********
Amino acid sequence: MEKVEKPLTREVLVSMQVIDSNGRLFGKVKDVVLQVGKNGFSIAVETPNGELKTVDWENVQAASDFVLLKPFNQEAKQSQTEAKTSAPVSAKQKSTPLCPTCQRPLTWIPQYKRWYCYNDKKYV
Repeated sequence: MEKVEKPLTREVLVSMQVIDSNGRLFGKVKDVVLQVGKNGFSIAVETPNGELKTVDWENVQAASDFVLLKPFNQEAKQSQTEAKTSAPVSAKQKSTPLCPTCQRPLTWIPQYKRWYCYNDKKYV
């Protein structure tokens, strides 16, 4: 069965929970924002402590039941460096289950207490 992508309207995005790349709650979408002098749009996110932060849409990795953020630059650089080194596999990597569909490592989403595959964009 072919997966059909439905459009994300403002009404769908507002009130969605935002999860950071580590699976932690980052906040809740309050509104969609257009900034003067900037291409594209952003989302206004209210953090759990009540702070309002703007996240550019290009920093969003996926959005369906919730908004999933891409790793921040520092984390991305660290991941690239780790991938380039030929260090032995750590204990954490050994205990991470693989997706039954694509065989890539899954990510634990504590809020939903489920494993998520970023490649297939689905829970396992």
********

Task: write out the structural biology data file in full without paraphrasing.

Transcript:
Amino acid sequence: MEKVEKPLTREVLVSMQVIDSNGRLFGKVKDVVLQVGKNGFSIAVETPNGELKTVDWENVQAASDFVLLKPFNQEAKQSQTEAKTSAPVSAKQKSTPLCPTCQRPLTWIPQYKRWYCYNDKKYV
Repeated sequence: MEKVEKPLTREVLVSMQVIDSNGRLFGKVKDVVLQVGKNGFSIAVETPNGELKTVDWENVQAASDFVLLKPFNQEAKQSQTEAKTSAPVSAKQKSTPLCPTCQRPLTWIPQYKRWYCYNDKKYV
């Protein structure tokens, strides 16, 4: 069965929970924002402590039941460096289950207490 992508309207995005790349709650979408002098749009996110932060849409990795953020630059650089080194596999990597569909490592989403595959964009 072919997966059909439905459009994300403002009404769908507002009130969605935002999860950071580590699976932690980052906040809740309050509104969609257009900034003067900037291409594209952003989302206004209210953090759990009540702070309002703007996240550019290009920093969003996926959005369906919730908004999933891409790793921040520092984390991305660290991941690239780790991938380039030929260090032995750590204990954490050994205990991470693989997706039954694509065989890539899954990510634990504590809020939903489920494993998520970023490649297939689905829970396992």